President Harding as greatest U.S. leader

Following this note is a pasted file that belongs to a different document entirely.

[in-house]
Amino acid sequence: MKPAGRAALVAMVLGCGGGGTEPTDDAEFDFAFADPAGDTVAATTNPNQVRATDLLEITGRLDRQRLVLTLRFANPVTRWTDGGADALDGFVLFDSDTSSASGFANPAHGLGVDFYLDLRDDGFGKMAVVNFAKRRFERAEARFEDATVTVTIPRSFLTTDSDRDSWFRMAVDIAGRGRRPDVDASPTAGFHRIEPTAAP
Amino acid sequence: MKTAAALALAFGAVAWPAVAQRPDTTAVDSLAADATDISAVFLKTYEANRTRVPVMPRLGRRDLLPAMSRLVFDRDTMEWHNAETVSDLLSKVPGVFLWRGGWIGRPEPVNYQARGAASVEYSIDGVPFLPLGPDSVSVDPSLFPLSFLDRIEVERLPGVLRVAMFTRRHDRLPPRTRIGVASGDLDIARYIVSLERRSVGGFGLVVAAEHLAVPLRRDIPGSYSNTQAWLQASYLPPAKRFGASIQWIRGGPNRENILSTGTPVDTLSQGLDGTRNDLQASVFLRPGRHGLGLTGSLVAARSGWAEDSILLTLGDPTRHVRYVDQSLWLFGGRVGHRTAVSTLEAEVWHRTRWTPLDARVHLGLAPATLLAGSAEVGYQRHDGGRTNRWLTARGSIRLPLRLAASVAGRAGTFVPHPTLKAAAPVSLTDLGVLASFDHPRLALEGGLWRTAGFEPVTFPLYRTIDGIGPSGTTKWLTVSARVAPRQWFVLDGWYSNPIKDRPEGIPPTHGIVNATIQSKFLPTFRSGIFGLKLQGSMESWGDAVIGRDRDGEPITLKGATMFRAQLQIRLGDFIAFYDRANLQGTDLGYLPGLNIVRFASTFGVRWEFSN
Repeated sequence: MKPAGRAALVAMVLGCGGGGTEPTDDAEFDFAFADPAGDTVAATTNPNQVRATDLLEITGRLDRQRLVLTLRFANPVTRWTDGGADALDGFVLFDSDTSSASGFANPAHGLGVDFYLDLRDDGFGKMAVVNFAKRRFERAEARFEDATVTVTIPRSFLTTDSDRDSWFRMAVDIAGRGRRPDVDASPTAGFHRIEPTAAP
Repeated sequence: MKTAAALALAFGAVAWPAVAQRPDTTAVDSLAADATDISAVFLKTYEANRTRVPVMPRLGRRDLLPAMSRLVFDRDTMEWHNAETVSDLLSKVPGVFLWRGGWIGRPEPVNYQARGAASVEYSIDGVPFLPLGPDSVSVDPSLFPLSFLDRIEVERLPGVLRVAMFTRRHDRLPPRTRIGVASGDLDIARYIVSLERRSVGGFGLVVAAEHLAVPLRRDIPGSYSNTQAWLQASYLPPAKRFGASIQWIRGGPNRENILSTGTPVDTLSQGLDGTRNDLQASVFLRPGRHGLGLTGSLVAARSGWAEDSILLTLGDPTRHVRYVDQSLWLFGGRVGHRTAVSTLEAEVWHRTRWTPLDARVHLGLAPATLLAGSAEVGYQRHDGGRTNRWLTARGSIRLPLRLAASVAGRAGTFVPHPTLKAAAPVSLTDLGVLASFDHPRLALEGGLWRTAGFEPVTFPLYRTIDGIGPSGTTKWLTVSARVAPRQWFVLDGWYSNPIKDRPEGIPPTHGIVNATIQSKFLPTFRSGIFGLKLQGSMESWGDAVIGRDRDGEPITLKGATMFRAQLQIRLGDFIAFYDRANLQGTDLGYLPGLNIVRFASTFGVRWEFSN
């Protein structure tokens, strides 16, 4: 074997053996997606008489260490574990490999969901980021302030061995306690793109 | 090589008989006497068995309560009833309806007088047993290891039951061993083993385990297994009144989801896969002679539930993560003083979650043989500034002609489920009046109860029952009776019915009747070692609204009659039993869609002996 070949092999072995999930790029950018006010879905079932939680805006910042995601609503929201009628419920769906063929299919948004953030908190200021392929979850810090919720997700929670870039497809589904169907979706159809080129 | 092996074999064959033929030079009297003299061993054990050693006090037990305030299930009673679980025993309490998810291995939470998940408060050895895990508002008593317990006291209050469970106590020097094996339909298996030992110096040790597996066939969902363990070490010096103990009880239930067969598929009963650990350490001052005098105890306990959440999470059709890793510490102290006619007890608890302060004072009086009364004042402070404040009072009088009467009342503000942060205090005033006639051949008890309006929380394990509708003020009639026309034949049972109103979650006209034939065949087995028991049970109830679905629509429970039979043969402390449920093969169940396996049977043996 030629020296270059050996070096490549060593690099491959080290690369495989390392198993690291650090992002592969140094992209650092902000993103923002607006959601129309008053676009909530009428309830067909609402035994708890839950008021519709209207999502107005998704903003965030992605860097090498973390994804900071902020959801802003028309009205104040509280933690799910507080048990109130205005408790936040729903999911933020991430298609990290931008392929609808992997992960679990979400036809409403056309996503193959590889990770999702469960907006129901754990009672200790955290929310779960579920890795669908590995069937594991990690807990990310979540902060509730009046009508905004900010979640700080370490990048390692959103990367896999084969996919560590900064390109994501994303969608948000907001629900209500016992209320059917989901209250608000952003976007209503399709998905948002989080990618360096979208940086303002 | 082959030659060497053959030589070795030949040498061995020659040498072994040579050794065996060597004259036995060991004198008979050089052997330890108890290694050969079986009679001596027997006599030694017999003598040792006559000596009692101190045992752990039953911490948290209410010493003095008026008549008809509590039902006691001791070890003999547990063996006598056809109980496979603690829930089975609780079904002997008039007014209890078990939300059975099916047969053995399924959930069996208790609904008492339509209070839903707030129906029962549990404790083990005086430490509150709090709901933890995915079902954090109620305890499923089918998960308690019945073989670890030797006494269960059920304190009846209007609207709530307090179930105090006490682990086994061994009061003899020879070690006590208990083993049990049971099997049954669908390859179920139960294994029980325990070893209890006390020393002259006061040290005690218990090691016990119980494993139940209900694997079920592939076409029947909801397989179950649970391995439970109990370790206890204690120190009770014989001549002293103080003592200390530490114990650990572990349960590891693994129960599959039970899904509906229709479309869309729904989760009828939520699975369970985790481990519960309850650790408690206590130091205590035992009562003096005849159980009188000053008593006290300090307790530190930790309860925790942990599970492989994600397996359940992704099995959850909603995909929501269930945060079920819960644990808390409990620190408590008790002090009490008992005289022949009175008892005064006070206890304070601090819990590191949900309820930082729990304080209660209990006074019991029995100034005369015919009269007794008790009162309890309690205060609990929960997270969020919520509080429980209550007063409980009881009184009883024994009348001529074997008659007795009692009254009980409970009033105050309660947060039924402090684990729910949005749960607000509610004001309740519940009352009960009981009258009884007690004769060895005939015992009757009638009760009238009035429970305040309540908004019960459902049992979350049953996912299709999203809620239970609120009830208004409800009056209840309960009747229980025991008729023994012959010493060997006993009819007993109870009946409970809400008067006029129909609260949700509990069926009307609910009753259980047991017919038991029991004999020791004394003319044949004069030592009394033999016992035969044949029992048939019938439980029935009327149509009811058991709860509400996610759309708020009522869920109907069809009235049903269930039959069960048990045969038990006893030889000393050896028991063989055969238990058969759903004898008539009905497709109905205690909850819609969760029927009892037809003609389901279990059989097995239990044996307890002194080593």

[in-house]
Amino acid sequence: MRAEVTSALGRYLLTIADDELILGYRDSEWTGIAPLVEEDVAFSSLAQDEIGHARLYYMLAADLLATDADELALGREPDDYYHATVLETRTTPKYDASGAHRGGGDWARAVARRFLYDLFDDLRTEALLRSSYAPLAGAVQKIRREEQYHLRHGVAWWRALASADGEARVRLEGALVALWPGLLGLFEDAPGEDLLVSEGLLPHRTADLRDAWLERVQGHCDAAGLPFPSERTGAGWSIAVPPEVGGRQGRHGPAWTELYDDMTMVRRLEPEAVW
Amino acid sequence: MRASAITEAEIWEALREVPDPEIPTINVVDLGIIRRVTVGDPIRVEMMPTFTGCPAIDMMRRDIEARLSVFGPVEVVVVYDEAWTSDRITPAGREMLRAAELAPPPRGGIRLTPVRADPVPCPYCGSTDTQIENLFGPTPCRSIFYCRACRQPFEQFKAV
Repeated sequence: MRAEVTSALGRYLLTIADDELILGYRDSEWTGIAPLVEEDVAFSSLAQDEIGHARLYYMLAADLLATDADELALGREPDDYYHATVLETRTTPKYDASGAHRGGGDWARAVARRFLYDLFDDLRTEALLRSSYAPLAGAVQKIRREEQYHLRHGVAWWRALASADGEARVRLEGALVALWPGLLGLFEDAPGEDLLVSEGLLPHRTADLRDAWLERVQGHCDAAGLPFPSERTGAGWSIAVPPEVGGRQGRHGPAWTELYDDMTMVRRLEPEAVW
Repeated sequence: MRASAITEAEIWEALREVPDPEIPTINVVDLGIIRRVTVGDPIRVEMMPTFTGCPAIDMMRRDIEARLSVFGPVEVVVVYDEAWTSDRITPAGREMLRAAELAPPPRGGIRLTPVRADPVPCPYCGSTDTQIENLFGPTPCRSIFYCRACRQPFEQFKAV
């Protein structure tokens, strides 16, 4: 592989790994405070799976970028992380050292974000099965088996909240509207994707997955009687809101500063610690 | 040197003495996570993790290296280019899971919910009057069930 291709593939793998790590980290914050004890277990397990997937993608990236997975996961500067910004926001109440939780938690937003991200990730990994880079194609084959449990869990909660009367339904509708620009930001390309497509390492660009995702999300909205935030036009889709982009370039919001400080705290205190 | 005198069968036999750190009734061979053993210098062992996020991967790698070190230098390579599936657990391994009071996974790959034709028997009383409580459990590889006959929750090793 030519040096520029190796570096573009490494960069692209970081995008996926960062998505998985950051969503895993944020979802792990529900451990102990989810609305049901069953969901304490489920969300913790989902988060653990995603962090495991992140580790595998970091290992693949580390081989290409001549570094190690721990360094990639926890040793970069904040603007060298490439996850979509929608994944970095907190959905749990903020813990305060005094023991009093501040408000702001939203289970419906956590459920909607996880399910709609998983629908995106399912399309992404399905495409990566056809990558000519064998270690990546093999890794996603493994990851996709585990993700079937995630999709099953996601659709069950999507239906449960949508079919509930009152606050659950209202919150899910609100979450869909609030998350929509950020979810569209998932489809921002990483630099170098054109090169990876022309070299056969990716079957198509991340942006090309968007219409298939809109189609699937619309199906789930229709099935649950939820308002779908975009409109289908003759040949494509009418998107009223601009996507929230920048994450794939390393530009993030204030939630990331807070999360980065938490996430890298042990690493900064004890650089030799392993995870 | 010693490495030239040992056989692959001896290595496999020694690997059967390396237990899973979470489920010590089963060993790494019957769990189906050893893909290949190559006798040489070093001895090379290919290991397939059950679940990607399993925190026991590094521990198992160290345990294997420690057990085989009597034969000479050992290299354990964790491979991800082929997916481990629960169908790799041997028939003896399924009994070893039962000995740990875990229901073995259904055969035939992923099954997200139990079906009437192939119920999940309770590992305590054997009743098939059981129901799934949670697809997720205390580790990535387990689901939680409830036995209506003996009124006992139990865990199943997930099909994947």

NORTH CANAAN — President Warren G. Harding arrived at Christ Church Sunday. At least, his spirit was there, in a re-enactment presented by Kevin Titus of Falls Village.The actor has taken on the role of the former president in a big way, promoting the man he believes could have been our greatest national leader had he not died two years into office.Titus entered the church with a “Secret Service” man and shook hands with every member of the small crowd before taking the podium to give Harding’s “My Conviction” speech.During a question-and-answer period that followed, he spoke of traveling to Raritan, N.J., the week before, where he re-enacted the signing of the Knox-Porter Resolution that ended World War I. For that talk, he wore golf clothes to simulate what Harding might have been wearing that day. He had been pulled from the fourth hole for the momentous task. A key prop in the re-enactment was the actual desk Harding used for the signing, 90 years ago.Titus is distantly related to Harding. But his respect for the 29th president comes from research. Harding was not involved in the Teapot Dome scandal that tainted his tenure, Titus said. He is remembered, among other accomplishments, for opening up the White House to anyone who wanted to visit. He was markedly different from his predecessor, Woodrow Wilson, who was not very popular internationally.“World War I ended on Nov. 11, 1918, but it was not officially over until July 2, 1921, when Harding signed the treaty,” Titus said, “because the League of Nations did not want to sign a treaty with Wilson.”There were numerous questions about his death, which sparked much innuendo, and for which no conclusion was ever established.